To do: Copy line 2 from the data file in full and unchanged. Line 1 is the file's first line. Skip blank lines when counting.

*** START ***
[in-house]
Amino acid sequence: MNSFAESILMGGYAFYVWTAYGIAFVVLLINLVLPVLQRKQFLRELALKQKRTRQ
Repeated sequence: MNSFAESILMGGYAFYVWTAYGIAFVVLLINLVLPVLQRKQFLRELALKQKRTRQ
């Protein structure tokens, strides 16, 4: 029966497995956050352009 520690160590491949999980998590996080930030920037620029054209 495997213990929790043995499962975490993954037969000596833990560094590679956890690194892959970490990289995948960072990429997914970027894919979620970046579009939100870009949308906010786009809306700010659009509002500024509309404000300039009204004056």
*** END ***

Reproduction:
Amino acid sequence: MNSFAESILMGGYAFYVWTAYGIAFVVLLINLVLPVLQRKQFLRELALKQKRTRQ